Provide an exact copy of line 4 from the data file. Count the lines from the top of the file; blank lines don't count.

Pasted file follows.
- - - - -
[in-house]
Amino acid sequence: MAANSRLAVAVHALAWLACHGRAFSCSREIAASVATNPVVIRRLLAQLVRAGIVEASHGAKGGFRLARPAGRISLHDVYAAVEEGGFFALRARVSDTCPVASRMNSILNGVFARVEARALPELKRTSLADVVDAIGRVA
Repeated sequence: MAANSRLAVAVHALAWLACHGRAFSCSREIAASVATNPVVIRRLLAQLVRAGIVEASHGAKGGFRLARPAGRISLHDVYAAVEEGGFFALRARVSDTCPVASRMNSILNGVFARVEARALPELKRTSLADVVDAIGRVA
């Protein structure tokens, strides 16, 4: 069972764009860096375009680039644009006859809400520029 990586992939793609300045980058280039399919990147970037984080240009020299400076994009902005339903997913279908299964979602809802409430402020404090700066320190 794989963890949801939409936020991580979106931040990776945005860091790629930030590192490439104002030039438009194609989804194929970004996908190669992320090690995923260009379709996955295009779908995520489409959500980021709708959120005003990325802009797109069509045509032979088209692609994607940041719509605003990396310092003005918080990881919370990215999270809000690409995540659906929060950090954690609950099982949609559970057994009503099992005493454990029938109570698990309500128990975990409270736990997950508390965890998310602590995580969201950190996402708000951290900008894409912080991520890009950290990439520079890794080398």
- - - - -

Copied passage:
């Protein structure tokens, strides 16, 4: 069972764009860096375009680039644009006859809400520029 990586992939793609300045980058280039399919990147970037984080240009020299400076994009902005339903997913279908299964979602809802409430402020404090700066320190 794989963890949801939409936020991580979106931040990776945005860091790629930030590192490439104002030039438009194609989804194929970004996908190669992320090690995923260009379709996955295009779908995520489409959500980021709708959120005003990325802009797109069509045509032979088209692609994607940041719509605003990396310092003005918080990881919370990215999270809000690409995540659906929060950090954690609950099982949609559970057994009503099992005493454990029938109570698990309500128990975990409270736990997950508390965890998310602590995580969201950190996402708000951290900008894409912080991520890009950290990439520079890794080398």